Ngorongoro Crater is hailed by some as the eighth wonder of the world. That might be a bit of an overstatement, but after almost 10 days of safari so far, it certainly offered a unique backdrop and fantastic setting for viewing Africa’s big game.
After a long, monotonous (we were just backtracking our route into the park, and didn’t really see too much of intereste) drive out of The Serengeti we arrived on the top of the Ngorongoro crater. The climate was much different than what we had been experiencing, and although the sun was still shining, the air was chilled and the prospect of camping that night was not something we were looking forward to.
We set up camp and had some time to wonder around and get some pictures down into the crater below (the view was somewhat blocked by the trees around us, but we could tell that tomorrow’s game drive would offer scenery that was much more lush than our Serengeti experience. After dinner there was a bunch of commotion near the “kitchen” so we wondered over there to find an elephant wandering around the edge of the camp. It came up to the water reservoir and spend several minutes drinking from it. We’d never seen an elephant drink, drawing water into its trunk then sucking the water out through its mouth. Cool stuff!
The night was as cold as expected, and getting out of the sleeping bags in the morning was not fun at all. It was cloudy, cold, and misty wet when we crawled out of our tent at the painful hour of 630. But after breakfast and a quick drive around the crater to the road that descended down into the crater, clinging precariously to the side, we were rewarded with the sun breaking through the clouds onto the beautiful crater floor below.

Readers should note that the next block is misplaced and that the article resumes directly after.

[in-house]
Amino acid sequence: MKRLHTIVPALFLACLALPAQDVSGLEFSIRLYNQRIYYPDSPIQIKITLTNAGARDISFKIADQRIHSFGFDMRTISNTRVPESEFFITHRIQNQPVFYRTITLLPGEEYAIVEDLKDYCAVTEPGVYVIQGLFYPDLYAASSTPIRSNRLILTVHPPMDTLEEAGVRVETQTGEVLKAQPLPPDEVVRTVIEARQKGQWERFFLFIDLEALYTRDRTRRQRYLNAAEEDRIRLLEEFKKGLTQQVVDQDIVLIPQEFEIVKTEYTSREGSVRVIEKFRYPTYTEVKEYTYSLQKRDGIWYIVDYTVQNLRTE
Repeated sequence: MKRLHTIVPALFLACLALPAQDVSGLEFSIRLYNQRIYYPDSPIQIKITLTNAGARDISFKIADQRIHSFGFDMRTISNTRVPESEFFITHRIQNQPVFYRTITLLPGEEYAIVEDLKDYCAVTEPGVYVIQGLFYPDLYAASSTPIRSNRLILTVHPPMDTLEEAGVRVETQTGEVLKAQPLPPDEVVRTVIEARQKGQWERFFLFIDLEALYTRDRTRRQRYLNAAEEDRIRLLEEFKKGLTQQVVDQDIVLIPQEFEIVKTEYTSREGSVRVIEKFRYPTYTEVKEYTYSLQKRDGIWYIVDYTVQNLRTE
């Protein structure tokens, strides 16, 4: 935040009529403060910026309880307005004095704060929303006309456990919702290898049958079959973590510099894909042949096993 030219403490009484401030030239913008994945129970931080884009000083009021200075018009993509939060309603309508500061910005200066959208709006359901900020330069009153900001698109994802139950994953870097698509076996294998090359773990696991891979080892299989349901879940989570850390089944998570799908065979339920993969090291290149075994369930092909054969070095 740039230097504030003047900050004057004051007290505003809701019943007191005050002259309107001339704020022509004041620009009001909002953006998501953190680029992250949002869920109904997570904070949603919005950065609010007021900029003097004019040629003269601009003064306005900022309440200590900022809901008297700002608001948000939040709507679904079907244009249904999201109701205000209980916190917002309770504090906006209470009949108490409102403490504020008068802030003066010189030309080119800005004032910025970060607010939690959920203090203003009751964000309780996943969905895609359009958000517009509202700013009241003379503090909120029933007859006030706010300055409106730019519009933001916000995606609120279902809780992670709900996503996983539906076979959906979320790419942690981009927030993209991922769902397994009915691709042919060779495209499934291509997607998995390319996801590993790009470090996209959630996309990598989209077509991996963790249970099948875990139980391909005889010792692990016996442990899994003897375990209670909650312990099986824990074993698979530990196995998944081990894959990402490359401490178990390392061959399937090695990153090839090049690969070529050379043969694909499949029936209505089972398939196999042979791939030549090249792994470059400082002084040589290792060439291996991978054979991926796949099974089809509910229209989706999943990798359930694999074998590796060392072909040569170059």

We headed directly for the large lake towards the middle of the crater hoping to spot one of the rhinos that lilved here. We didn’t have any luck with rhinos, but we did see the thousands of flamingos that were hanging out in the shallow shores of the lake. We even saw some zebra and wildebeest cross in front of the scene, which was all too tempting to snap a few pictures of.
On the way across the plain away from the lake we saw a lot of warthogs, a few hyenas, as well as plentiful zebras and wildebeest. One of the zebras was using a rock to itch itself and Lynette amused herself by taking video of it itching its stomach.
Not long after that, we came up on something that I think everyone has near the top of their list: lions on the hunt. There were three lionesses near a riverbank and we saw them creeping towards the riverbank, one at a time. One crossed the road, then the second and finally the third. They branched out, flanking their prey, which we could not see. As we positioned ourselves better, we noticed that there was a wildebeest on the far side of the river. All three lions had their eye on the price and were slowly and gracefully approaching it. Unfortunately, the wildebeest seemed to catch wind of the lions and made its way carefully back across the river to the safety of its herd.